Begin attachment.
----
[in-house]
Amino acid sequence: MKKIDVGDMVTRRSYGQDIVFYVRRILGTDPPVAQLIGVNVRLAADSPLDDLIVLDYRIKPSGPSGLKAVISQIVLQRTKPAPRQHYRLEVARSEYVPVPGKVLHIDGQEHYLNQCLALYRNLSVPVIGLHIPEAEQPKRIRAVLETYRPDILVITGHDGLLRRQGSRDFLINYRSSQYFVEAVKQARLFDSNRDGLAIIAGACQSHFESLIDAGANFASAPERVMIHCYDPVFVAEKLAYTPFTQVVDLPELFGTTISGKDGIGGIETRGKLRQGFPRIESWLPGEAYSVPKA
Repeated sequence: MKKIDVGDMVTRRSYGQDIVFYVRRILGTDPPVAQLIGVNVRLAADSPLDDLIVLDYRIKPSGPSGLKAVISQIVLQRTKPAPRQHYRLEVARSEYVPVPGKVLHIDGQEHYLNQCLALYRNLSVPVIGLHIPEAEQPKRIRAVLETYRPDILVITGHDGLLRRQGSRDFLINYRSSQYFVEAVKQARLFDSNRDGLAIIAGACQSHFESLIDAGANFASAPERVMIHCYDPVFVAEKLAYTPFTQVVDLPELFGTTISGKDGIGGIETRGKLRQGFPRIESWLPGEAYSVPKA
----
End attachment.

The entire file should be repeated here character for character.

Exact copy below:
[in-house]
Amino acid sequence: MKKIDVGDMVTRRSYGQDIVFYVRRILGTDPPVAQLIGVNVRLAADSPLDDLIVLDYRIKPSGPSGLKAVISQIVLQRTKPAPRQHYRLEVARSEYVPVPGKVLHIDGQEHYLNQCLALYRNLSVPVIGLHIPEAEQPKRIRAVLETYRPDILVITGHDGLLRRQGSRDFLINYRSSQYFVEAVKQARLFDSNRDGLAIIAGACQSHFESLIDAGANFASAPERVMIHCYDPVFVAEKLAYTPFTQVVDLPELFGTTISGKDGIGGIETRGKLRQGFPRIESWLPGEAYSVPKA
Repeated sequence: MKKIDVGDMVTRRSYGQDIVFYVRRILGTDPPVAQLIGVNVRLAADSPLDDLIVLDYRIKPSGPSGLKAVISQIVLQRTKPAPRQHYRLEVARSEYVPVPGKVLHIDGQEHYLNQCLALYRNLSVPVIGLHIPEAEQPKRIRAVLETYRPDILVITGHDGLLRRQGSRDFLINYRSSQYFVEAVKQARLFDSNRDGLAIIAGACQSHFESLIDAGANFASAPERVMIHCYDPVFVAEKLAYTPFTQVVDLPELFGTTISGKDGIGGIETRGKLRQGFPRIESWLPGEAYSVPKA